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Plantar fasciitis: corticosteroid injection versus chiropractic therapy

Discussion in 'Biomechanics, Sports and Foot orthoses' started by NewsBot, May 10, 2014.

  1. NewsBot

    NewsBot The Admin that posts the news.

    Articles:
    1

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    Plantar fasciitis: corticosteroid injection versus chiropractic therapy
    Siddharth Raveendran, Febi Eapen, Shaunak Patil, Abhimanyu Kakralia.
    Int J Res Med Sci. 2014; 2(2): 639-642
     
  2. Craig Payne

    Craig Payne Moderator

    Articles:
    6
    Since when has that been "chiropractic therapy"?
     
  3. Craig Payne

    Craig Payne Moderator

    Articles:
    6
    WTF? .. I just read the full paper. They don't get much worse than this.
    -no randomization
    -no blinding
    -unvalidated outcome measure
    -no between groups stats analysis
     
  4. Paul Bowles

    Paul Bowles Well-Known Member

    Its a fantastic paper isn't it! Absolute gold. One for the archives thats for sure. Best part is the analysis at 6 weeks after the patient has received 3 x corticosteroid injections within that time frame (with the last one being two weeks before the results were analyzed). Strike me lucky! All this paper shoes is how poorly the authors understanding of the issue actually is. Not good! I'm surprised it got published.
     
  5. Craig Payne

    Craig Payne Moderator

    Articles:
    6
    check the quality of the "journal" .... its part of one of the predatory online publishers.
     
  6. Paul Bowles

    Paul Bowles Well-Known Member

    Well then that doesn't surprise me then!
     
  7. toomoon

    toomoon Well-Known Member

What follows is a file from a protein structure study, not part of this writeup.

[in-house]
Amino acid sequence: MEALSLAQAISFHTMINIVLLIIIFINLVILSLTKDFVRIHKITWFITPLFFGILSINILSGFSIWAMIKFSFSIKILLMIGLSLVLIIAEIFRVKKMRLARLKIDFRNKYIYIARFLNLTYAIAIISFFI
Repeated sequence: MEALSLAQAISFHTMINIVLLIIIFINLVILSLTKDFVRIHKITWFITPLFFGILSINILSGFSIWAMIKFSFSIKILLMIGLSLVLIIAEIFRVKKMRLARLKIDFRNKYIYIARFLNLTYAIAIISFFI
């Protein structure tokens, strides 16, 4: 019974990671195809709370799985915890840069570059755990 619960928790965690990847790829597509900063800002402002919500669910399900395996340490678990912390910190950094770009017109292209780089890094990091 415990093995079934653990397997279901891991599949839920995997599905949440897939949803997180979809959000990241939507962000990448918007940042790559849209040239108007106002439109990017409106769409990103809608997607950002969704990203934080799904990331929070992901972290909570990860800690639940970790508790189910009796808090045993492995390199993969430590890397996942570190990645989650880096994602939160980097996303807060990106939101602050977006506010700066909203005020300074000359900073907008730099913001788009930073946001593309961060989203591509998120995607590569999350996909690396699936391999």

Even reading the abstract I thought to myself 'how the hell did this get through?" What is "stretching of the plantar" btw??
     
  8. Peter

    Peter Well-Known Member

    That seems like a hell of a lot of steroid to me. I use 20mg depo-medrone, and never repeat until at least 6-8 weeks has elapsed from giving the 1st!
     
  9. Paul Bowles

    Paul Bowles Well-Known Member

    Well that is a problem amongst other things. Anyone having that much steroid in that short space of time - especially from the final injection at 4 weeks until the data review from the patients - anyone would improve I would argue.

    But we have already established this paper is already on top of the "Statistic and research methods 101" tutorial discussion - how to spot a dodgy research paper class at Uni.

    The lecture will start with a quote from Simon Bartold: "How to stretch a plantar"

    Solid effort authors for contributing to the knowledge pool......of how to spot dead end research!
     
  10. musmed

    musmed Active Member

    Dear Team

    I wonder why one uses a steroid for a non inflammatory condition. Can someone help me here?

    How does it work? IS apotosis the way by knocking off the C fibres and the pain comes back once they regrow?

    A big thing to remember is people can get avascular necrosis of the hip from an injection of steroid. I hope you all mention this side effect before you inject as part of your pre injection protocol.

    It has not happened to me (yet) but I have seen 6 cases in 40 years.

    the most beautiful autumn weather in a decade down here.
    currently sunny as, not a cloud in the sky and 23C

    Regards
    Paul Conneely
    www.musmed.com.au
     
  11. Paul Bowles

    Paul Bowles Well-Known Member

    I'm not in the "there is no inflammatory condition with fasciosis" camp for all presentations of fasciosis. Clinically that data makes no sense, and although I am sure there is a somewhat logical reason for it and one day we will find that - at the moment the balance between data saying its not inflammatory and clinical response to anti inflammatory meds makes no sense. I know there are people on here who say NSAIDS don't work for any of their fasciosis patients I would love to see their clinical data on confirmed US diagnosed fasciosis and use of 150mg of oral diclofenac daily before anyone says "it doesn't work".